Here’s a podcast episode after one of their best games together. We break down the blueprint for the Luka-KP duo.

Even with a few rough spots, there was one thing you never had to worry about…

5. Luka Doncic for MVP?

Remember when Luka Doncic averaged a 30-point triple-double for an entire month? That was in November 2019 when Luka had fresh legs and a summer of work behind him.

He came back a little closer to earth as the season went on, but he was still in the MVP conversation for much of it.

You could argue that we’ll get November Luka again. He had a few months off during the hiatus that gave him time to work on his game and his body. The difference now is that he has had more time with his teammates than he did before.

He was top 10 in points and assists, averaging 28.7 points, 8.7 assists, and 9.3 rebounds. He had the highest offensive rating among players who played more than 50 games and was third in Usage Percentage.

He’ll be a problem for opponents. Unless that opponent can execute what has been the Mavericks’ kryptonite…

6. Struggles Against Physical Defense

Despite having a great offense, the Mavericks struggled against physical defense. It seemed as if some teams went out of their way to beat up on Luka. It didn’t help that the referees appeared to let it happen.

You might recall several games where Luka was pushed around, thrown to the ground, and fouled on shots at the rim, but the refs held their whistle.

It got very frustrating.

The Mavericks were 15th in the league in free throw attempts per game despite being 9th in field goal attempts on drives and 8th in field goal attempts 5-9 feet from the basket.

I hope that trend doesn’t continue.

Here’s a recap podcast episode after a particularly frustrating game. It’s a good refresher of what Luka was dealing with.

Besides that, there was an even bigger question mark hanging over the Mavericks going into the season…

7. Kristaps’ Recovery From a Torn ACL

Before the season, there were question marks about Kristaps Porzingis. He was coming off a torn ACL and hadn’t played basketball in almost two years.

I looked at data from 69 players who tore their ACL to see if I could use it to predict Kristaps’ production this season. Turns out, the data helped me make a pretty accurate prediction.


  • 32 minutes
  • 19 points
  • 9 rebounds
  • 1.5 blocks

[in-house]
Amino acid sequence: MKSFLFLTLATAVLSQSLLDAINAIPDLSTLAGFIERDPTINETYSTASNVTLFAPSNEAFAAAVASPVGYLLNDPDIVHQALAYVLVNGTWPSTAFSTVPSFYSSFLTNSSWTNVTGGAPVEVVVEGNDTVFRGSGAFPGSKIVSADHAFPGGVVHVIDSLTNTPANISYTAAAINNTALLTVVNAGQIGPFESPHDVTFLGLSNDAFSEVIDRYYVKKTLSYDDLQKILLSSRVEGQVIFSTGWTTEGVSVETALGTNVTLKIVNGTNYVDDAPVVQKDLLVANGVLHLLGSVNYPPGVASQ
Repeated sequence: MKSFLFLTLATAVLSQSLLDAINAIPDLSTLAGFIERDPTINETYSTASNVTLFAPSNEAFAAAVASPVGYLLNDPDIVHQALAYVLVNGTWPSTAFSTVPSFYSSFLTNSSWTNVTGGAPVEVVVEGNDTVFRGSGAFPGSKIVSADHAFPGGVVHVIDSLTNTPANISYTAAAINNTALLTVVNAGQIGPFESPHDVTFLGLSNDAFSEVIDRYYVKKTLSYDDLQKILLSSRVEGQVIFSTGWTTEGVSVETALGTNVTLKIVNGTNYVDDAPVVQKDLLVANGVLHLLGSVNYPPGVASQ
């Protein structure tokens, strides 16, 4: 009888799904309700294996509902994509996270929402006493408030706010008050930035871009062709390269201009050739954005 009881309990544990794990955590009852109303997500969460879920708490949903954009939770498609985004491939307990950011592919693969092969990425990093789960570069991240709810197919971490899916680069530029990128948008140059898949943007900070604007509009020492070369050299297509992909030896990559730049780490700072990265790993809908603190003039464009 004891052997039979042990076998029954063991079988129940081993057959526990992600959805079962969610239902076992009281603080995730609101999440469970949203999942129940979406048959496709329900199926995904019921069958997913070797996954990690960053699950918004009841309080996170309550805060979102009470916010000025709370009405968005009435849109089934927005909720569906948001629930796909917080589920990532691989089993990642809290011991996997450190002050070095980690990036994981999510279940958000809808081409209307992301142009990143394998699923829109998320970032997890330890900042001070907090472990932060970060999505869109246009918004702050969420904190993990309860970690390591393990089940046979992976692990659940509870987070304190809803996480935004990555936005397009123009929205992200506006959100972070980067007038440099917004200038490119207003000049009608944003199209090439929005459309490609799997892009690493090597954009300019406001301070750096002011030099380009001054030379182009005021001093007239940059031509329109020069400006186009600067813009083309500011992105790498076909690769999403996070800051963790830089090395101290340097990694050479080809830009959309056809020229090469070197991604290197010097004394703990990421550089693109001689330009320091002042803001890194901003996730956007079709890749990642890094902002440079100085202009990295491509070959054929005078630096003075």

• 42 FG%,
  • 35 3PT%

Season Averages

  • 31.3 minutes
  • 19.2 points
  • 9.5 rebounds
  • 2.1 blocks
  • 42 FG%,
  • 34.9 3PT%

The point is that Kristaps’ production is totally what you would expect from a guy returning from a torn ACL.

Yes, 19.2 points is lower than his previous average of 23, but there’s nothing to worry about. His numbers might be even better now that he’s had more time to rehab and work on his body.

And they’re going to need a healthy Kristaps Porzingis because he helps in one area where they really struggled…

8. Bad Defense

Ok, so remember how great the Mavs’ offense was? Well, their defense, at times, was as bad as their offense was good. Their defense was bad. That’s what I’m trying to say.

They were 17th in Defensive Rating before the hiatus, according to NBA Stats. The Chicago Bulls had a better Defensive Rating and they were 22-43, for crying out loud.

Now, things had been trending up. In March, the Mavericks were 4th in Defensive Rating. After Dwight Powell was injured, Kristaps played more at Center. That helped their rim protection and post defense. However, their offense took a bit of a dip during that time. Their Offensive Rating in March was 16th, according to NBA Stats.

In general, don’t expect stellar defense when we see the Mavericks again.

Those are the important things you need to know about the Dallas Mavericks before the NBA season restart. Overall, the season had been promising so far. There were plenty of frustrating moments, but we’re still in the early phases of growing a team.

Share this with other Mavs fans who could find it useful! And let me know what your predictions are for the Mavericks as the 2019-2020 season finally reaches its climax.